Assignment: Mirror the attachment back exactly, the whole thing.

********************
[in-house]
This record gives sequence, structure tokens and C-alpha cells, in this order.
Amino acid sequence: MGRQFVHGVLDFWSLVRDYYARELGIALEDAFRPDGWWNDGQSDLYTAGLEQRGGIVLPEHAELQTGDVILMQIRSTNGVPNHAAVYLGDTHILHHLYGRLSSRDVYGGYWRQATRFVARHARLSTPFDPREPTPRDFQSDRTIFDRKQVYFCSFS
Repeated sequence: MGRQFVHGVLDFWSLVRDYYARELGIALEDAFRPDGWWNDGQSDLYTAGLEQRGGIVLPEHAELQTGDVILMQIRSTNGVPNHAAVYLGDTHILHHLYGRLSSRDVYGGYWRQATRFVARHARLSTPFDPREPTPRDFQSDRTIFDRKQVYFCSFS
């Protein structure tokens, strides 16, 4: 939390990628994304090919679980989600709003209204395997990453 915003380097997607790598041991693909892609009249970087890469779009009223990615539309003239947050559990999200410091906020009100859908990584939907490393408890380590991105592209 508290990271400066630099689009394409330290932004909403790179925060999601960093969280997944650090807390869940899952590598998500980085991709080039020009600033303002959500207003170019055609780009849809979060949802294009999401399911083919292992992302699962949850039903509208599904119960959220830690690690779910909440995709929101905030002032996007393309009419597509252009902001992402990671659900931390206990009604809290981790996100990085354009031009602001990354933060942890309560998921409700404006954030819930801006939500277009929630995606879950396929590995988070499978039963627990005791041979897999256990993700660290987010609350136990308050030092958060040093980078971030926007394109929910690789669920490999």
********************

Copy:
[in-house]
This record gives sequence, structure tokens and C-alpha cells, in this order.
Amino acid sequence: MGRQFVHGVLDFWSLVRDYYARELGIALEDAFRPDGWWNDGQSDLYTAGLEQRGGIVLPEHAELQTGDVILMQIRSTNGVPNHAAVYLGDTHILHHLYGRLSSRDVYGGYWRQATRFVARHARLSTPFDPREPTPRDFQSDRTIFDRKQVYFCSFS
Repeated sequence: MGRQFVHGVLDFWSLVRDYYARELGIALEDAFRPDGWWNDGQSDLYTAGLEQRGGIVLPEHAELQTGDVILMQIRSTNGVPNHAAVYLGDTHILHHLYGRLSSRDVYGGYWRQATRFVARHARLSTPFDPREPTPRDFQSDRTIFDRKQVYFCSFS
């Protein structure tokens, strides 16, 4: 939390990628994304090919679980989600709003209204395997990453 915003380097997607790598041991693909892609009249970087890469779009009223990615539309003239947050559990999200410091906020009100859908990584939907490393408890380590991105592209 508290990271400066630099689009394409330290932004909403790179925060999601960093969280997944650090807390869940899952590598998500980085991709080039020009600033303002959500207003170019055609780009849809979060949802294009999401399911083919292992992302699962949850039903509208599904119960959220830690690690779910909440995709929101905030002032996007393309009419597509252009902001992402990671659900931390206990009604809290981790996100990085354009031009602001990354933060942890309560998921409700404006954030819930801006939500277009929630995606879950396929590995988070499978039963627990005791041979897999256990993700660290987010609350136990308050030092958060040093980078971030926007394109929910690789669920490999």